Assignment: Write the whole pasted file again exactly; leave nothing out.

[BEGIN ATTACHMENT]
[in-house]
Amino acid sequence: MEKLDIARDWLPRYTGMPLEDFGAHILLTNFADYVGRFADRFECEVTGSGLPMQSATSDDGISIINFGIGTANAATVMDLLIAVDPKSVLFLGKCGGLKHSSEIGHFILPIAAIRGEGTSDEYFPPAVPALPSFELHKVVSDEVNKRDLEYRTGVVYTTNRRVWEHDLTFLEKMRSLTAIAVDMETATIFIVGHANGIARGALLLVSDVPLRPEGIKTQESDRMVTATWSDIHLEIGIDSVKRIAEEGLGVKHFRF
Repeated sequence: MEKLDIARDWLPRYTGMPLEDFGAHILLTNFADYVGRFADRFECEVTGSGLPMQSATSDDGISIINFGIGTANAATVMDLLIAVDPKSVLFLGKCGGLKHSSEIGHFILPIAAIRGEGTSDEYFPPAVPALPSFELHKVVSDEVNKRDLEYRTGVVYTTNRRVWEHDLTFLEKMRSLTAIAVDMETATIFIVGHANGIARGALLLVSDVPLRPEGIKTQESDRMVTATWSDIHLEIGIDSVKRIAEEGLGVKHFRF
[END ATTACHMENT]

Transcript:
[in-house]
Amino acid sequence: MEKLDIARDWLPRYTGMPLEDFGAHILLTNFADYVGRFADRFECEVTGSGLPMQSATSDDGISIINFGIGTANAATVMDLLIAVDPKSVLFLGKCGGLKHSSEIGHFILPIAAIRGEGTSDEYFPPAVPALPSFELHKVVSDEVNKRDLEYRTGVVYTTNRRVWEHDLTFLEKMRSLTAIAVDMETATIFIVGHANGIARGALLLVSDVPLRPEGIKTQESDRMVTATWSDIHLEIGIDSVKRIAEEGLGVKHFRF
Repeated sequence: MEKLDIARDWLPRYTGMPLEDFGAHILLTNFADYVGRFADRFECEVTGSGLPMQSATSDDGISIINFGIGTANAATVMDLLIAVDPKSVLFLGKCGGLKHSSEIGHFILPIAAIRGEGTSDEYFPPAVPALPSFELHKVVSDEVNKRDLEYRTGVVYTTNRRVWEHDLTFLEKMRSLTAIAVDMETATIFIVGHANGIARGALLLVSDVPLRPEGIKTQESDRMVTATWSDIHLEIGIDSVKRIAEEGLGVKHFRF